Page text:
Fighting for LGBTQ Youth in All 50 States
Steve Adubato goes One-on-One with Sam Brinton, Head of Advocacy and Government Affairs at The Trevor Project, a national organization providing crisis intervention and suicide prevention services to LGBTQ youth. Sam shares his personal story and why the 50 Bills 50 States campaign is so important for the LGBTQ youth community.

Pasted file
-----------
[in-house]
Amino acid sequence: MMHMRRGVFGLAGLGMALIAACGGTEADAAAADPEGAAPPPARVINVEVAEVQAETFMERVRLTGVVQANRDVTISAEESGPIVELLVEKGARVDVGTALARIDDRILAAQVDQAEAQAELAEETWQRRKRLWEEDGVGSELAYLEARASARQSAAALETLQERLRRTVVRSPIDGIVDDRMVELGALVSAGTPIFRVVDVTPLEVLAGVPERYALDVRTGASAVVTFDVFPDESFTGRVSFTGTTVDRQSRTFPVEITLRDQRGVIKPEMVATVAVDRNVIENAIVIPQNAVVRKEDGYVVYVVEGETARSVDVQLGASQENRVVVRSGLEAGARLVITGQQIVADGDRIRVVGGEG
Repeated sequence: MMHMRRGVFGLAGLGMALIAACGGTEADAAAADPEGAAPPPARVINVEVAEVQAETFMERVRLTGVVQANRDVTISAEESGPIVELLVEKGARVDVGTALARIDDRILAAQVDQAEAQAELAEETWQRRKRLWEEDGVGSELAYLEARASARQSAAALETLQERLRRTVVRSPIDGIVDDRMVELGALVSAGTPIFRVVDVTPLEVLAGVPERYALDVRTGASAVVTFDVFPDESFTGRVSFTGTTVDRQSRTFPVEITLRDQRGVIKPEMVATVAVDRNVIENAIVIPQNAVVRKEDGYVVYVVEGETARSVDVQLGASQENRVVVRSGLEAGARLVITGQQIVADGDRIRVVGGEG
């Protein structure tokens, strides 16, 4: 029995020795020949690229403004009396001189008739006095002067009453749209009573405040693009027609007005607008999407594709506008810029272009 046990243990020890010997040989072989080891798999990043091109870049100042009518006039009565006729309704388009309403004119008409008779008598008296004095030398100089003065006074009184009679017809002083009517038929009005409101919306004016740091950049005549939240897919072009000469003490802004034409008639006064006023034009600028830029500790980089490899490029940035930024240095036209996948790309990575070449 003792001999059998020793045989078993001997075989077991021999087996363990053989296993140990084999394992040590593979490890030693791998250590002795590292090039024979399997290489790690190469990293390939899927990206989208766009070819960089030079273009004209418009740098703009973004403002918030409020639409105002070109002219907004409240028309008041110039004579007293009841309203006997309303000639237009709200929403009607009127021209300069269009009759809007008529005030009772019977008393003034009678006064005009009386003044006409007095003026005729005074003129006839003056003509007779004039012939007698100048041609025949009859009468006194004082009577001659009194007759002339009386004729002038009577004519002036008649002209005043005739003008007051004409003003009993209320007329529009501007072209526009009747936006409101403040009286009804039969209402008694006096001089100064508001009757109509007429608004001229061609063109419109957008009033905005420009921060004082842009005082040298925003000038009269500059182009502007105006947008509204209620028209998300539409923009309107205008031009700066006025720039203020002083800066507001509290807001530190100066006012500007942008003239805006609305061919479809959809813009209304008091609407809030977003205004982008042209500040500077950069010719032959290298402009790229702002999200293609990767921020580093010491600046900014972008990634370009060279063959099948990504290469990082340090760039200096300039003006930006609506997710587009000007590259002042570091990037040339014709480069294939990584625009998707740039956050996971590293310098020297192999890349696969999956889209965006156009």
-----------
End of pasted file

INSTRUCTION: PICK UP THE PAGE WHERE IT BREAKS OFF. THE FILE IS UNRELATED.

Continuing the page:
"We're pleased to welcome Sam Brinton who is head of Advocacy and Government Affairs at The Trevor Project. Good to see you, Sam. Thank you for having me. Describe the Trevor Project? Ah, The Trevor Project. So we are the world's largest suicide prevention and crisis intervention program for lesbian, gay, bisexual, transgender, queer and questioning youth. So, commonly called LGBTQ youth. We operate a lifeline that offers 24/7, so that when youth are in crisis, or... or feeling alone, they can have someone to talk to. How did you get into this? I am a nuclear physicist by training, went to MIT, did nuclear physics, was disarming nuclear bombs for a living. And by night, I worked as an advocate for LGBTQ youth. I was trying to stop the horrible practice of conversion therapy, which I had been through as a youth, and I got the call from Trevor. "Hey, want to switch it up?" And I did. I got to move over and get to work on LGBTQ issues full time, which is the dream. Getting to... getting to come into an organization that I called as a kid, and actually save more lives, is just truly wonderful. You know, the term conversion therapy is thrown around a lot. It is. Boy Erased gets a lot of attention. We're doing this at the end of 2018 and it'll be seen after that. Yeah. Describe for folks who may not understand what it means. Yeah. So, conversion therapy can cover a lot of different things. Describe your experience. Sure. My experience was... got into what it's called aversion therapy. So, aversion therapy tries to make you have a negative feeling or a negative reaction to an image or a thought, so that you won't do that again. So, kind of like remember when people were trying to quit smoking? They would snap rubber bands on their wrists. And that little bit of pain would be like, "Oh I don't want to smoke." Mine was that, but just a million times worse. I was tied to a table with ice placed on my hands while images of men holding hands would be shown, then wires were wrapped around my hands and heat would be turned on when images of men touching men were shown and turned off when images of men touching women were shown. And finally, it moved all the way up in through electroshock. So pornography played while I was shocked with electricity, trying to turn me into a straight person. You couldn't get out? I couldn't. I was a... an 11 year old child. There's... there's so..."